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Pro bike: Kaysee Armstrong's Liv Pique

Cape Epic 2022 bike check Giant
You won’t see many Cape Epic pro bikes, with a saddlebag, but Kaysee Armstrong knows the value of being prepared. (Image: Max Sullivan) (Image credit: Max Sullivan )

American Kaysee Armstrong is no Cape Epic novice. The Tennessean made her Cape Epic debut in 2018, with a 12th place finish.

Older, wiser and stronger, Kaysee’s ride for the 2022 Absa Cape Epic is Giant’s Liv Pique Advanced Pro – considered as one of the best women's mountain bikes. With a carbon frame front-to-rear and 100mm of wheel travel at both ends, the Liv Pique platform is ideally configured for an XCO race of the Cape Epic’s repute.

Like Liv premium spec customer builds, Kaysee’s Cape Epic Pique features Kashima-coated Fox suspension bits and the Californian brand’s lightweight Transfer dropper. Fox’s 32 SC Factory fork provides steering accuracy and front-wheel damping, while looking decidedly racy with its bright orange lowers.

Cape Epic 2022 bike check Giant

The very best Fox Factory specification suspension is a popular choice for Cape Epic riders (Image credit: Max Sullivan )

Lots of XTR – but no Shimano pedals 

Drivetrain and deceleration are managed by Shimano’s latest XTR groupset and brakes, although Kaysee doesn’t thread the Japanese company’s pedals into her XTR cranks. Taiwanese lightweight pedal specialist, HT, supplies her shoe contact points.

Rolling Kaysee’s Liv Pique along are Maxxis tires. Cape Epic tire choice is always a compromise, with riders balancing low rolling resistance with the need for robust puncture protection. Get one of those two requirements wrong, and you’ll either spend a lot of time pugging punctures or suffer from rolling-resistance fatigue in the last few miles of each stage.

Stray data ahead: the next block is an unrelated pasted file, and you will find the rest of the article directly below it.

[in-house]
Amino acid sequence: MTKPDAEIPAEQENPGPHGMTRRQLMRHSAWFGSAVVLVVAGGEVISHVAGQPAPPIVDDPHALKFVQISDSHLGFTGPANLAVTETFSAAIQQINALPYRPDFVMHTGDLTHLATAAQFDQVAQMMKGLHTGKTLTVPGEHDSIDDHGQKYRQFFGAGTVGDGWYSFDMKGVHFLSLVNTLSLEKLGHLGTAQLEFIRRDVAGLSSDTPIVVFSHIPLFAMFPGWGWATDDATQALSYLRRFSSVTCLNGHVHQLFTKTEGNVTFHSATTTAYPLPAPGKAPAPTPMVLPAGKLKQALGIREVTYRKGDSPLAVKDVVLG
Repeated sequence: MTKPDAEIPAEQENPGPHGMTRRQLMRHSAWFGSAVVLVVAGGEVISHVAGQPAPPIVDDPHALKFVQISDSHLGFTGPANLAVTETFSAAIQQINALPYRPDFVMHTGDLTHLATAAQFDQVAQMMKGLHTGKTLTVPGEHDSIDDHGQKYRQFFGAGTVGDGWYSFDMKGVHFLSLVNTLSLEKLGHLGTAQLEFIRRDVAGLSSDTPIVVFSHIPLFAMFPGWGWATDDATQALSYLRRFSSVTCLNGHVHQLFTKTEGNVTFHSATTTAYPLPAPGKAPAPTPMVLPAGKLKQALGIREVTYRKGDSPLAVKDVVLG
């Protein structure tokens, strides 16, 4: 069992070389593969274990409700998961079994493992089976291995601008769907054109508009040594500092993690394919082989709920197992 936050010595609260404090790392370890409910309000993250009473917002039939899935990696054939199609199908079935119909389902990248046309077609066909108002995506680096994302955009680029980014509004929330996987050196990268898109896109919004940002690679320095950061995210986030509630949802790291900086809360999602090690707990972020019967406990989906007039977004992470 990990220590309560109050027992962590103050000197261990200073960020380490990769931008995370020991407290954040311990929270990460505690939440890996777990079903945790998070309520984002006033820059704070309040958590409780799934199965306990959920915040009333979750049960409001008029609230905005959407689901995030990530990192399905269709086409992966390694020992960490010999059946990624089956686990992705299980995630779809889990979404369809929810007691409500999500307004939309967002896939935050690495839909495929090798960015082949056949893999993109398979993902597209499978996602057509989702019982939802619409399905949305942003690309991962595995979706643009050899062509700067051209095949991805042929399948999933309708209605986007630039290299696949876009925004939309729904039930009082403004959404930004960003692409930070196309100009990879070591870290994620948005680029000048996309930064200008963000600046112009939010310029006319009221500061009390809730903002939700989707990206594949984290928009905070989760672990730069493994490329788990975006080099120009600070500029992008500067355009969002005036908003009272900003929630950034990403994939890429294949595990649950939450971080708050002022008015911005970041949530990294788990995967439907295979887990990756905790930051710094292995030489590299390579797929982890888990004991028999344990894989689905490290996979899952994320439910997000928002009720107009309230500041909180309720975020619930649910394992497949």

A Maxxis Recon Race 29 x 2.4in helps Kaysee steer and control momentum on those long, loose, descents. 

Optimizing power transfer at the rear, is a Maxxis Aspen ST, with virtually no significant centre tread blocks. A rider of Kaysee’s skill can manage the lack of braking traction from that Aspen ST, through dusty switchbacks.

Cape Epic 2022 bike check Giant

Who said you can’t have a saddlebag on your dropper? (Image credit: Max Sullivan )

Something you won't see on many pro bikes 

As with all pro riders, Kaysee’s Cape Epic bike has some individual touches.

Once an oddity in the XCO scene, dropper posts have become a must-have at the Cape Epic but Kaysee makes her Fox Transfer Performance Elite earn its keep, but hanging a seat rail bag from it, with spares.

The Liv Pique front triangle only has room for a single water bottle and Fox Live valve suspension module, which Kaysee chose not to ride with at the Cape Epic. Space utilization is at a premium. As such, the only sensible place to stow additional spares and tools, is a saddlebag.

Cape Epic 2022 bike check Giant

You expect to see suspension lockout levers on a pro rider handlebar. But not a bike bell (Image credit: Max Sullivan )

Singletrack traffic can be an issue at the Cape Epic 

Being one of the stronger women’s category riders at a Cape Epic does not make you immune from punctures or mechanicals. 

When pro riders have to power themselves through mid-pack amateurs, after a mechanical, a voice of courtesy doesn’t always clear the trail ahead.

Kaysee rides with a bike bell fixed to her handlebar, making it much easier to alert slower riders ahead of her presence. Because trying to ask for a pass, in a field of riders where English is often a second language, doesn’t have nearly the effect of a good old bike bell’s chime.

Tech Specs: Kaysee Armstrong's Liv Pique 

  • Frame: Liv Pique 
  • Fork: Fox 32 SC Factory fork 
  • Handlebar: Giant Contact SLR XC
  • Drivetrain: Shimano XTR
  • Dropper post: Fox Transfer Performance Elite
  • Wheels: Giant XCR-0 29 WheelSystem
  • Tires: Maxxis Recon Race 29 x 2.4in (front), Maxxis Aspen ST (rear)
Lance Branquinho is a Namibian-born media professional who graduated to mountain biking after injuries curtailed his fascination with trail running. He has a weakness for British steel hardtails, especially those which only run a single gear. Rides: Morewood Kwela Cotic Simple 26 Pyga 160mm aluminium prototype